Positive Findings in Multi-Interventional Dementia Study
Interim results from a multidomain interventional study that has the aim of preventing cognitive impairment and disability by managing vascular and lifestyle risk factors show successful reductions in weight, body mass index (BMI), and low-density lipoprotein (LDL) cholesterol levels in patients at risk for dementia, researchers report. Miia Kivipelto, MD, professor of clinical geriatric epidemiology from the Karolinska Institute in Stockholm, Sweden, is leading the Finnish Geriatric Intervention Study to Prevent Cognitive Impairment and Disability (FINGER) trial, working with colleagues from the University of Eastern Finland in Kuopio and the University of Helsinki, Finland. She presented these 1-year results of the FINGER study here at the Alzheimer's Disease International (ADI) 27th International Conference.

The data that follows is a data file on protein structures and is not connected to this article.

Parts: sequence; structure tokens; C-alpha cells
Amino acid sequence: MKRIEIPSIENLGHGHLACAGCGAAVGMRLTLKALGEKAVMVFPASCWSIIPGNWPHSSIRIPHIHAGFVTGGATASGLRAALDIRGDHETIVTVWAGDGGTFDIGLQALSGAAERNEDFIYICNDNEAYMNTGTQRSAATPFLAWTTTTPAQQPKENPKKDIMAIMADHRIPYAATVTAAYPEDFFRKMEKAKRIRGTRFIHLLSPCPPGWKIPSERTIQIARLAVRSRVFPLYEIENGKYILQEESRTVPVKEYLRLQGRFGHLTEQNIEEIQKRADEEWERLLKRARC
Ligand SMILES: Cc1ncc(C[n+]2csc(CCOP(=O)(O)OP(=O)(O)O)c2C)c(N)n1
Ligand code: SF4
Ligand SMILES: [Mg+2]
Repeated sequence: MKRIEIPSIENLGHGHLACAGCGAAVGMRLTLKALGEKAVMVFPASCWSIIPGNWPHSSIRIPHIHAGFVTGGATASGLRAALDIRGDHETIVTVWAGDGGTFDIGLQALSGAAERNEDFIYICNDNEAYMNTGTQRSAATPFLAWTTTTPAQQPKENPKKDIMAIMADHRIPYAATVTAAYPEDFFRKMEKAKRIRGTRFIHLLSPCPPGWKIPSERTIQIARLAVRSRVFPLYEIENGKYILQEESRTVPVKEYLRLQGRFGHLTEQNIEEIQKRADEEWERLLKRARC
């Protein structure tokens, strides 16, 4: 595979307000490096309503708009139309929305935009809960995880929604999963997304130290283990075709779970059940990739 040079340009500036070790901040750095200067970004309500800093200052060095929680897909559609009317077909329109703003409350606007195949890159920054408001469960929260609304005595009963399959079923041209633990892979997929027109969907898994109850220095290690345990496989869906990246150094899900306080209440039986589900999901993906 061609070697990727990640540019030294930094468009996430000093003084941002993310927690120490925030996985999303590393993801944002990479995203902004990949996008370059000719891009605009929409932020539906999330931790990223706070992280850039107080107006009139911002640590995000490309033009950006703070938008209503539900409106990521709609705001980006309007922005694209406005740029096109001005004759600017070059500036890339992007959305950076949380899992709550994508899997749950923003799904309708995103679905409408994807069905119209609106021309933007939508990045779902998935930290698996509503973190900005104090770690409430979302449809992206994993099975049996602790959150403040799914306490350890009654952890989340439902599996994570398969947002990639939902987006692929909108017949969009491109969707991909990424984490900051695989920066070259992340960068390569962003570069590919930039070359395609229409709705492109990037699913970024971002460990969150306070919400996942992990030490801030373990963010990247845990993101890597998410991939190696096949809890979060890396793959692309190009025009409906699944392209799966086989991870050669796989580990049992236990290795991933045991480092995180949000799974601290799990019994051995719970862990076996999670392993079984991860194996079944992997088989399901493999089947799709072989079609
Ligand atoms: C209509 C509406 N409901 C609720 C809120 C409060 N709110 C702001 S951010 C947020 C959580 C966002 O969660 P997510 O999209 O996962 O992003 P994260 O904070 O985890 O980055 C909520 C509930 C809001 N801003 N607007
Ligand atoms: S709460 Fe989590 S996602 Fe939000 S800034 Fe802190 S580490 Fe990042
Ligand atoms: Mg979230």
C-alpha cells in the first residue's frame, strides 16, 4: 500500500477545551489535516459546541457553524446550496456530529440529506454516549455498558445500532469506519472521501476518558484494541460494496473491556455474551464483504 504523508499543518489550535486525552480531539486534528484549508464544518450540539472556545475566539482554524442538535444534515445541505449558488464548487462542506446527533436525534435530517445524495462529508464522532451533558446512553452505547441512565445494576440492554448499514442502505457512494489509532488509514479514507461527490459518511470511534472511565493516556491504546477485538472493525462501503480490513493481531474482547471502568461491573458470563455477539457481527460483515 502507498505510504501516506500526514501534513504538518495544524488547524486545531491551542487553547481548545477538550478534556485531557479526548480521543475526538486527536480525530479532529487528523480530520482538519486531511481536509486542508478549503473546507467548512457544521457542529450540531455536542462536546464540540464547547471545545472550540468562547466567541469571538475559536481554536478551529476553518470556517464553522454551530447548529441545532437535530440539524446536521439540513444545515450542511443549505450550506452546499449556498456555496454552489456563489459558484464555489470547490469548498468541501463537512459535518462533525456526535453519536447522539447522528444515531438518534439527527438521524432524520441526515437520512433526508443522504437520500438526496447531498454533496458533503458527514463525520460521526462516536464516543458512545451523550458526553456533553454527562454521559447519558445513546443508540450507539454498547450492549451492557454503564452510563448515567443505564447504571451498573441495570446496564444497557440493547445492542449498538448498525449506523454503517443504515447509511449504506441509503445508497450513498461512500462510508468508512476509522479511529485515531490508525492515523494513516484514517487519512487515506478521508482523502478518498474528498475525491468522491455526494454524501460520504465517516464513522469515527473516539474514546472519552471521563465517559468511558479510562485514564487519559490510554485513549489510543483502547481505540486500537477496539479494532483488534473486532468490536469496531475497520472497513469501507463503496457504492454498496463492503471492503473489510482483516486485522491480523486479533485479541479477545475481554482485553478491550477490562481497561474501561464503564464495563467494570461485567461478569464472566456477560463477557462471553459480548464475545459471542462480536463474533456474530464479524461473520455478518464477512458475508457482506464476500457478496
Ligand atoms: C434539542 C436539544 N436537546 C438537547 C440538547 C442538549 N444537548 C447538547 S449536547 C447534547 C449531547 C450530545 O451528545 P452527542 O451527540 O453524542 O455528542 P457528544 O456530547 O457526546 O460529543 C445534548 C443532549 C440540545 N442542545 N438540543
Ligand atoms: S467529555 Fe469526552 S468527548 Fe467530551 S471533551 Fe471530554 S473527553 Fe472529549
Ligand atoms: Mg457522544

@titiksha FINGER has 1,200 participants, aged between 60 and 77 years, drawn from 2 previous population-based noninterventional studies (the Finland Cardiovascular Risk Study [FINRISK] and the National Type 2 Diabetes Prevention Programme in Finland [Fin-D2D]). The participants were divided equally between the intervention and control arms of the study, which is being conducted in 6 centers across Finland. Selection was carried out according to patients' risk of developing dementia, determined on the basis of a dementia risk score and a vascular risk factor profile at midlife. At baseline, mean BMI was 30, and 40% of participants had impaired glucose tolerance. These criteria provided an at-risk population most likely to benefit from the interventions used in the study. Patients were excluded if they already had a clear diagnosis of dementia.